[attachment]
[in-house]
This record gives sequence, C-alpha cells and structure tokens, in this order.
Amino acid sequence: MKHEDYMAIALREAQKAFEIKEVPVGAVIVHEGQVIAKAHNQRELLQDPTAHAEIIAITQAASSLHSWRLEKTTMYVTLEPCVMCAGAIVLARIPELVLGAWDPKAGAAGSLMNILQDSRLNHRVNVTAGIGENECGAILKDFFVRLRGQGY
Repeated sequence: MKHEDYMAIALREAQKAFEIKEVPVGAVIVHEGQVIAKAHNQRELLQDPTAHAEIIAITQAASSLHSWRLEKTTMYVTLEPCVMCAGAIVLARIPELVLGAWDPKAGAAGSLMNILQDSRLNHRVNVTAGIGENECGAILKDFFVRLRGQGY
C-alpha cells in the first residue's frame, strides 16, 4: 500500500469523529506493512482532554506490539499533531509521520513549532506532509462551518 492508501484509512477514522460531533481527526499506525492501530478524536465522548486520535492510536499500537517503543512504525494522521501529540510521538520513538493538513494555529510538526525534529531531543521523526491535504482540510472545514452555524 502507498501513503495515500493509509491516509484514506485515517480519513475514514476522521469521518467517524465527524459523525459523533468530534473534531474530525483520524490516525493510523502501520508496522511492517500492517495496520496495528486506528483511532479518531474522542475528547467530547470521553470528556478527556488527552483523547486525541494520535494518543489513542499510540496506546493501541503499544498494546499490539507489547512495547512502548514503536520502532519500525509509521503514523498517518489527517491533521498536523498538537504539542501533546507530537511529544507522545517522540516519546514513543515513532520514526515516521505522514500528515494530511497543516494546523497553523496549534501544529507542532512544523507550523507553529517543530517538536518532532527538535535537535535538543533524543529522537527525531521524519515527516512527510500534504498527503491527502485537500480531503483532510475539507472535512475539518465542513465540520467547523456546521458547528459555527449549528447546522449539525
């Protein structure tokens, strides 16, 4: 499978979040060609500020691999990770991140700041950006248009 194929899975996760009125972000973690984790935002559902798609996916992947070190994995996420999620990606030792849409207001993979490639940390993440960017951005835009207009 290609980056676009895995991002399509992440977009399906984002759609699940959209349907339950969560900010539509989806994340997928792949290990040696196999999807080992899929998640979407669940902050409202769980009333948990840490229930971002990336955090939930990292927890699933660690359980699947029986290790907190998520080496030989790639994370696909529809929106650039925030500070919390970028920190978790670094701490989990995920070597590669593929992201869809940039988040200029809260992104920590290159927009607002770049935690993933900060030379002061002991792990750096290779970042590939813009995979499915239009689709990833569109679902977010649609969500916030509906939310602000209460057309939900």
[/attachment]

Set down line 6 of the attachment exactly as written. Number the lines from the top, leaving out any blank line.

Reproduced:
């Protein structure tokens, strides 16, 4: 499978979040060609500020691999990770991140700041950006248009 194929899975996760009125972000973690984790935002559902798609996916992947070190994995996420999620990606030792849409207001993979490639940390993440960017951005835009207009 290609980056676009895995991002399509992440977009399906984002759609699940959209349907339950969560900010539509989806994340997928792949290990040696196999999807080992899929998640979407669940902050409202769980009333948990840490229930971002990336955090939930990292927890699933660690359980699947029986290790907190998520080496030989790639994370696909529809929106650039925030500070919390970028920190978790670094701490989990995920070597590669593929992201869809940039988040200029809260992104920590290159927009607002770049935690993933900060030379002061002991792990750096290779970042590939813009995979499915239009689709990833569109679902977010649609969500916030509906939310602000209460057309939900």